Denel gives Supra’s son R1m pi­lot bur­sary

CityPress - - News - ERIKA GIB­SON news@city­press.co.za

Denel – the state-owned de­fence com­pany which had to bor­row money to pay salaries at the end of last year – has bent the rules to give a R1.1 mil­lion bur­sary to the son of North West Premier Supra Mahumapelo, so he can be­come a pi­lot.

Rap­port, City Press’ sis­ter pub­li­ca­tion, has seen the bur­sary con­tract be­tween Supra Oara­bile Mahumapelo (20) and Denel, in which Denel un­der­takes to pay for his flight lessons, ac­com­mo­da­tion, meals and even his laun­dry.

When con­tacted for com­ment, Denel said in a state­ment that the bur­sary was or­di­nary and that it would con­trib­ute to the trans­for­ma­tion of the avi­a­tion in­dus­try.

But, just hours later, it for­warded com­mu­ni­ca­tion in which Public En­ter­prises Min­is­ter Pravin Gord­han or­dered it to re­tract the ini­tial state­ment.

Gord­han told Rap­port that the al­le­ga­tions were so se­ri­ous and Denel’s con­duct so ques­tion­able that he had im­me­di­ately or­dered the newly ap­pointed board to be­gin an in­ves­ti­ga­tion.

This news comes as an in­creas­ingly em­bat­tled Mahumapelo faces a vote of no con­fi­dence in the North West leg­is­la­ture on Tues­day.

Trade union Sol­i­dar­ity raised the alarm about the bur­sary in a let­ter to the new chair­per­son of the Denel board Monhla Hlahla, who was ap­pointed this week.

The union’s mem­bers who work at Denel protested against a bur­sary be­ing awarded to Mahumapelo, but those com­plaints fell on deaf ears.

Zwe­lakhe Nt­shepe, Denel’s CEO, per­son­ally signed the con­tract.

Mahumapelo ju­nior ap­plied for his bur­sary only af­ter the fi­nal dead­line of Oc­to­ber 2016, but his ap­pli­ca­tion was ap­proved nev­er­the­less.

It was signed on Jan­uary 31 2017. Denel’s bur­sary pro­gramme is for fi­nance, busi­ness man­age­ment, IT and en­gi­neer­ing, but Mahumapelo ju­nior was able to study in a new direc­tion.

Denel has a list of ac­cred­ited in­sti­tu­tions, but the pres­ti­gious Port Al­fred flight school, where Mahumapelo ju­nior is now train­ing to be a pi­lot, is not on the list.

The course he is fol­low­ing is aimed at stu­dents who have no pre­vi­ous flight train­ing and who, af­ter 17 months of in­ten­sive train­ing, will be qual­i­fied to fly pas­sen­ger air­lin­ers.

In Denel’s orig­i­nal re­sponse to Rap­port, which it has now had to re­tract, it says three stu­dents from three prov­inces were given the op­por­tu­nity to re­ceive bur­saries to be­come pi­lots. It doesn’t name the other two.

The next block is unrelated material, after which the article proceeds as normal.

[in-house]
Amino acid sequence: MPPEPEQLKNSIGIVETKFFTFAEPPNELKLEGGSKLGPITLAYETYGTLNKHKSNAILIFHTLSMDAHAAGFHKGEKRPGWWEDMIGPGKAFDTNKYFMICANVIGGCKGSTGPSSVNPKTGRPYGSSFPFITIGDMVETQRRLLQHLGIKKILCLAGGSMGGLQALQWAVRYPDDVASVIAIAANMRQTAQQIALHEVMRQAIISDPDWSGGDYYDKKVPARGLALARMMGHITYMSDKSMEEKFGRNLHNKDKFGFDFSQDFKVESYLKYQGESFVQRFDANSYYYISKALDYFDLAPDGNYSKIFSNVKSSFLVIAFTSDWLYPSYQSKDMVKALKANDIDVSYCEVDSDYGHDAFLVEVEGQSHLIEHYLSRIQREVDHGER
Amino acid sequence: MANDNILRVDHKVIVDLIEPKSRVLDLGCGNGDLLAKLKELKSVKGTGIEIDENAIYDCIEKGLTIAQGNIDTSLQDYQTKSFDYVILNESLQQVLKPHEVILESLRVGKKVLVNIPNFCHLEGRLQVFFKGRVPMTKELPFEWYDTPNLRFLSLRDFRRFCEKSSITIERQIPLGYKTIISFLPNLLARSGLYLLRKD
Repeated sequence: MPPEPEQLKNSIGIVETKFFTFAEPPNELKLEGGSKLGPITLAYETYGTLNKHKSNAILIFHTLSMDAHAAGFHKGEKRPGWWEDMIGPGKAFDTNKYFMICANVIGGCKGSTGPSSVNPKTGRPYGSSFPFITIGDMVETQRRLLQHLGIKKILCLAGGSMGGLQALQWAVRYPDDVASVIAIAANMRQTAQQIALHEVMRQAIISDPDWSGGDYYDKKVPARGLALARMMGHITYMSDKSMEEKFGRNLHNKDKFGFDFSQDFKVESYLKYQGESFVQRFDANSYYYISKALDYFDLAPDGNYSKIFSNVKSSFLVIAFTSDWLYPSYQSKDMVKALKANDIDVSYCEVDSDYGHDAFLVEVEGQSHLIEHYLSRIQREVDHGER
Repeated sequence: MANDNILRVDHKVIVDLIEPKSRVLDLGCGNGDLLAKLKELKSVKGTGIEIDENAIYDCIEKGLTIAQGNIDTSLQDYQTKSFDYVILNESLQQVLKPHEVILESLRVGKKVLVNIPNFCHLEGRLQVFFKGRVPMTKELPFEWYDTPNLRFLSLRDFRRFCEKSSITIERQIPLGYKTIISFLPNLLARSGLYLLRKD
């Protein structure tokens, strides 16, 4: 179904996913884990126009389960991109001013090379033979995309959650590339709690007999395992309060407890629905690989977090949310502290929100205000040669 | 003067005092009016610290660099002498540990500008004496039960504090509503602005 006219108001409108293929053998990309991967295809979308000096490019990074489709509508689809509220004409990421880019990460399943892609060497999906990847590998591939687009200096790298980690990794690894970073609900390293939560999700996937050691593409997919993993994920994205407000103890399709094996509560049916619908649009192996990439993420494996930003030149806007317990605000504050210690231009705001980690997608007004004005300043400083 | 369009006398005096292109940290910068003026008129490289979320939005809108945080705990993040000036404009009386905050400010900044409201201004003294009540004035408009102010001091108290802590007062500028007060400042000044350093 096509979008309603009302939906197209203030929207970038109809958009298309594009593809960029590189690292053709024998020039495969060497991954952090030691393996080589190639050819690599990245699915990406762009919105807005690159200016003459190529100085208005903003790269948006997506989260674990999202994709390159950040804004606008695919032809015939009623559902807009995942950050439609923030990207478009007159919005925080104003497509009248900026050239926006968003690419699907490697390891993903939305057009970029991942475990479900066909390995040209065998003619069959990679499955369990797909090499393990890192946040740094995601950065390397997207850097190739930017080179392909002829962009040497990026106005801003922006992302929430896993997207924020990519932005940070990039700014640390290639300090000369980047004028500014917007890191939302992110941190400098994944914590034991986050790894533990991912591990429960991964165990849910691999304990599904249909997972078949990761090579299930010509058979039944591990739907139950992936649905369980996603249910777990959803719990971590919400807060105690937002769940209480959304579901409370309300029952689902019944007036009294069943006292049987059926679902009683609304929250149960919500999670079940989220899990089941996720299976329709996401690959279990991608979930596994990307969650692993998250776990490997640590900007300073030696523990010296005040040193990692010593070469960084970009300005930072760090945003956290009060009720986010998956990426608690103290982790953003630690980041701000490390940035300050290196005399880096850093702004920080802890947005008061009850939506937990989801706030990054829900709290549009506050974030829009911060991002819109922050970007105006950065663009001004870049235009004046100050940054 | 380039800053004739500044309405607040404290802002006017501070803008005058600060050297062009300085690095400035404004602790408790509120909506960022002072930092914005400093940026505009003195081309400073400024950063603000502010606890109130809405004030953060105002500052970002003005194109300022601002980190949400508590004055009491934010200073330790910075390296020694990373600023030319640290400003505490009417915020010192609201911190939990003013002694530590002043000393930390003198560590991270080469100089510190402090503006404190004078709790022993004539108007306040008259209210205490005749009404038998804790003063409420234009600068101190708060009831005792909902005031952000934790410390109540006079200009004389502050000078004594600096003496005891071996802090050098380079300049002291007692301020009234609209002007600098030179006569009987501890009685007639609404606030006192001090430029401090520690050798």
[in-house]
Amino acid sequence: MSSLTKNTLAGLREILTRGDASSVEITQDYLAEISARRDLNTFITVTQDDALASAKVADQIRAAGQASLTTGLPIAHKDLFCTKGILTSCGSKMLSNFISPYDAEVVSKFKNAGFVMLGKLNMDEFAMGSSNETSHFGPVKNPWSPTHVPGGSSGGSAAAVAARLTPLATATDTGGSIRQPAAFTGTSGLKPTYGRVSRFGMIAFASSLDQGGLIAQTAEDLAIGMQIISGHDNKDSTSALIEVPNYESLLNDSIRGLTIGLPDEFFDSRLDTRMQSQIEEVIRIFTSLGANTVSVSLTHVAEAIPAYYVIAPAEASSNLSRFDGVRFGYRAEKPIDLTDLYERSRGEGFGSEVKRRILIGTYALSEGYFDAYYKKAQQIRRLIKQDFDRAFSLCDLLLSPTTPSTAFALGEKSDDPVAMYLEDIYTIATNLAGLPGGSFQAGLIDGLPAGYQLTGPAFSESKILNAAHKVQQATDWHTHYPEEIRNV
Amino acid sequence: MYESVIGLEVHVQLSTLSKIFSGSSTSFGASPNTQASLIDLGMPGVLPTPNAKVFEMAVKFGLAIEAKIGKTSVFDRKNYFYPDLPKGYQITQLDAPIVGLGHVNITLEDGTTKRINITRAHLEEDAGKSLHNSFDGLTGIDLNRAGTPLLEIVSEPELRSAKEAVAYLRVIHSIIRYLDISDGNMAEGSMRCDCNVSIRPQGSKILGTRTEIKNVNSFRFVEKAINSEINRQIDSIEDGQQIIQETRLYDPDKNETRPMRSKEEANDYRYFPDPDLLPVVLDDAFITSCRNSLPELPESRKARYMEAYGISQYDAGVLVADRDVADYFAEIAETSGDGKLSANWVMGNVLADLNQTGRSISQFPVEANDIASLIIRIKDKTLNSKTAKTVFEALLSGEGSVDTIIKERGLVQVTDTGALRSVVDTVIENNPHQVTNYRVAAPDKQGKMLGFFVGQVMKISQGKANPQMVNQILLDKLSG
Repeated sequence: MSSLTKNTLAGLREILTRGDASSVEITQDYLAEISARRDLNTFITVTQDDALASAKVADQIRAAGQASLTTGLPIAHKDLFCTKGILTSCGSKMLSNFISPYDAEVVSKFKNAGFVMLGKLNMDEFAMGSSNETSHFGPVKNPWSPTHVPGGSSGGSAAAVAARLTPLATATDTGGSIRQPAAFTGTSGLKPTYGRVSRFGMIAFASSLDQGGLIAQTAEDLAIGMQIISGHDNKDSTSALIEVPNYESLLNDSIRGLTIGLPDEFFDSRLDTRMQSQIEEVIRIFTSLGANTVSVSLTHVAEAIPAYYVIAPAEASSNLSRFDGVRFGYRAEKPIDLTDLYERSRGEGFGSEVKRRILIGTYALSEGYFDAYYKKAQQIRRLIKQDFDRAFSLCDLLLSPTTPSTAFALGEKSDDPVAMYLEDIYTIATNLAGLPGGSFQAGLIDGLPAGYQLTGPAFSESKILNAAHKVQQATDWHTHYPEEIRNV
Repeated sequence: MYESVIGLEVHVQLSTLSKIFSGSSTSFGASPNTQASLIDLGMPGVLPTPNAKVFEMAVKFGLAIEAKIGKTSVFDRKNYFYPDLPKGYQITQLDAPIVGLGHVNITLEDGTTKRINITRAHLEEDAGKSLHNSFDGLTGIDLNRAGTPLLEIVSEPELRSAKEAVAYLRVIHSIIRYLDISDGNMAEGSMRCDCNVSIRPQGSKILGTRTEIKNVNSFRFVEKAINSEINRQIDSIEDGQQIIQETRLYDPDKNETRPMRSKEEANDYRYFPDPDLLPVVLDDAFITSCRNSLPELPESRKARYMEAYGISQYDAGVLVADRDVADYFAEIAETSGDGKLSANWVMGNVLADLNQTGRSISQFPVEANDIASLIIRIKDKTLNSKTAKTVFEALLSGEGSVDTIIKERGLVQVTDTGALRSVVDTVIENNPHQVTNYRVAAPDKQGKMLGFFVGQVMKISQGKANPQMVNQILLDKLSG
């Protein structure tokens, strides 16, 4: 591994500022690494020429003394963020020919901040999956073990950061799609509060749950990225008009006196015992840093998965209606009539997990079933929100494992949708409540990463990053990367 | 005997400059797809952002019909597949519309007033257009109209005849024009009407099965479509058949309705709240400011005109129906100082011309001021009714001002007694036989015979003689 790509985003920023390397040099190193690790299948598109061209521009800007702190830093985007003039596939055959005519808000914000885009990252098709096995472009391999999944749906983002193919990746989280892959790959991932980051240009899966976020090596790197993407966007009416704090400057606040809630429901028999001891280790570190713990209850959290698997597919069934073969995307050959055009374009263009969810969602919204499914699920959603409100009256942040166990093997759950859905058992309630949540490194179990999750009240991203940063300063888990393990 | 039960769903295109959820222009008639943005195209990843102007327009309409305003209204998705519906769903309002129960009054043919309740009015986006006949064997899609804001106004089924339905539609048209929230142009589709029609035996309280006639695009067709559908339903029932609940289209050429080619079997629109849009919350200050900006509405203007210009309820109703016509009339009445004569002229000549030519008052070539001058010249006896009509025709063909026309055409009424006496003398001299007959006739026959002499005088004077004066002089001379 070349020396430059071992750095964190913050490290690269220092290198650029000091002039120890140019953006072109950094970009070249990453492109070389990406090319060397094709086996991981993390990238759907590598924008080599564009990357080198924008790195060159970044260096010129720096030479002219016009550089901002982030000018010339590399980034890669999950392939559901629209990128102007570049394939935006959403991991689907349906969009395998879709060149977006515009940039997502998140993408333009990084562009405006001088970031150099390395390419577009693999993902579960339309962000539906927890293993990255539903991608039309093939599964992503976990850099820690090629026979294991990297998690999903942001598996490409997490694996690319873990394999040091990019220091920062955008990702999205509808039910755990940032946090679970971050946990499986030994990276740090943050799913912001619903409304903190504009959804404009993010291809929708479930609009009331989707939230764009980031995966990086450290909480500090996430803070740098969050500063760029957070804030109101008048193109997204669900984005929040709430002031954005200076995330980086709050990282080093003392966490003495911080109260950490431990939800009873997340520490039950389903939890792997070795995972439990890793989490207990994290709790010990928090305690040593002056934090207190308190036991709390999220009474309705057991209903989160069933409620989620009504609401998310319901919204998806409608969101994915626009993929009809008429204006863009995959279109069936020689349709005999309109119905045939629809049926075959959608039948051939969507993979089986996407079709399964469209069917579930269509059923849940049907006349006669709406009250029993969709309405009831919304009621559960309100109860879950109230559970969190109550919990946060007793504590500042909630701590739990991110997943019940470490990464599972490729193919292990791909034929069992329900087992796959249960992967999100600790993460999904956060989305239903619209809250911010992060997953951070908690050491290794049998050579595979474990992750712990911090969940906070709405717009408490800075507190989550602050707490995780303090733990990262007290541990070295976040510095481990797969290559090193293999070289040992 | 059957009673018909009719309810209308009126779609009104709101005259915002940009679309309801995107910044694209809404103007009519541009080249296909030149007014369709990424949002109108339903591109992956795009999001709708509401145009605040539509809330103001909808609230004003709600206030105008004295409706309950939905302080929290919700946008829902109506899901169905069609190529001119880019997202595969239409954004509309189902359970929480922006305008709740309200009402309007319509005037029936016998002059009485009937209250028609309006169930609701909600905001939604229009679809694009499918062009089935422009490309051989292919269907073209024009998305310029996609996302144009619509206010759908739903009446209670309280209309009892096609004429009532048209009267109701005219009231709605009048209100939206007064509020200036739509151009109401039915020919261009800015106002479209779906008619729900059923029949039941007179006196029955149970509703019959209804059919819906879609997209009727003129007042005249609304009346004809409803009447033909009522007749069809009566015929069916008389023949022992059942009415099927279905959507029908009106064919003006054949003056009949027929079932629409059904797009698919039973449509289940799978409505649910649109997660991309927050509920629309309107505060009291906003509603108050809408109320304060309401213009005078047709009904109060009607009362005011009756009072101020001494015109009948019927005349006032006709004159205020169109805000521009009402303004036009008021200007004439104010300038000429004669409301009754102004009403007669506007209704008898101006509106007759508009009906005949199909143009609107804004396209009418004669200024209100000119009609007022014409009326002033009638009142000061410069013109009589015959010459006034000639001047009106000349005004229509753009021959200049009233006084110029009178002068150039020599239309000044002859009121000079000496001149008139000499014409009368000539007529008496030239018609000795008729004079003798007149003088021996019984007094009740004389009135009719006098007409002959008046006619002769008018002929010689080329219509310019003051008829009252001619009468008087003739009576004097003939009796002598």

Denel said it was the first time such bur­saries were ap­proved, but the de­ci­sions were taken in line with its strat­egy to de­velop a small re­gional air­liner.

The rookie pi­lots could then be used as test pi­lots for the am­bi­tious project, which ex­ists only on pa­per and in the form of a life-size model of the planned air­craft.

A source in­side Denel, who is fa­mil­iar with air­craft test­ing, said it was ab­surd to think that a novice pi­lot could be used for such spe­cialised work.

Ac­cord­ing to the con­tract, Denel doesn’t prom­ise Mahumapelo a job, and he is obliged to work for Denel only if they ac­tu­ally have a job for him.

The premier’s spokesper­son, Brian Setswambung, said Mahumapelo’s of­fice had no say over how Denel awarded its bur­saries and re­ferred all queries to Denel.

Denel’s Nt­shepe had pre­vi­ously been linked to the Gupta fam­ily.

He signed the con­tract for the aborted VR Laser part­ner­ship be­tween Denel and the Gup­tas.

This week, Mahumapelo faces a mo­tion of no con­fi­dence brought by the Eco­nomic Free­dom Fight­ers in North West as a re­sult of his al­leged in­volve­ment with Gupta-linked health­care com­pany Me­diosa.

This mo­bile clinic ser­vice re­ceived R30 mil­lion from the prov­ince as an ad­vance, be­fore it had done any work in the prov­ince.

The Hawks have raided Mahumapelo’s of­fice as part of their in­ves­ti­ga­tion into an­other con­tro­ver­sial project, for com­puter com­pany Nepo Data Dy­nam­ics.

The com­pany al­legedly re­ceived

R215 mil­lion for ser­vices that were not worth the money spent on them.

ANC Youth League leader Collen Maine dropped a bomb this week when he said it was Mahumapelo who in­tro­duced him to the Gup­tas.

TALK TO US

Do you think Supra ju­nior de­serves a bur­sary if his fa­ther earns more than R2 mil­lion a year from the state?

SMS us on 35697 us­ing the key­word SUPRA and tell us what you think. Please in­clude your name and prov­ince. SMSes cost R1.50

SUPRA MAHUMAPELO

Newspapers in English

Newspapers from South Africa

© PressReader. All rights reserved.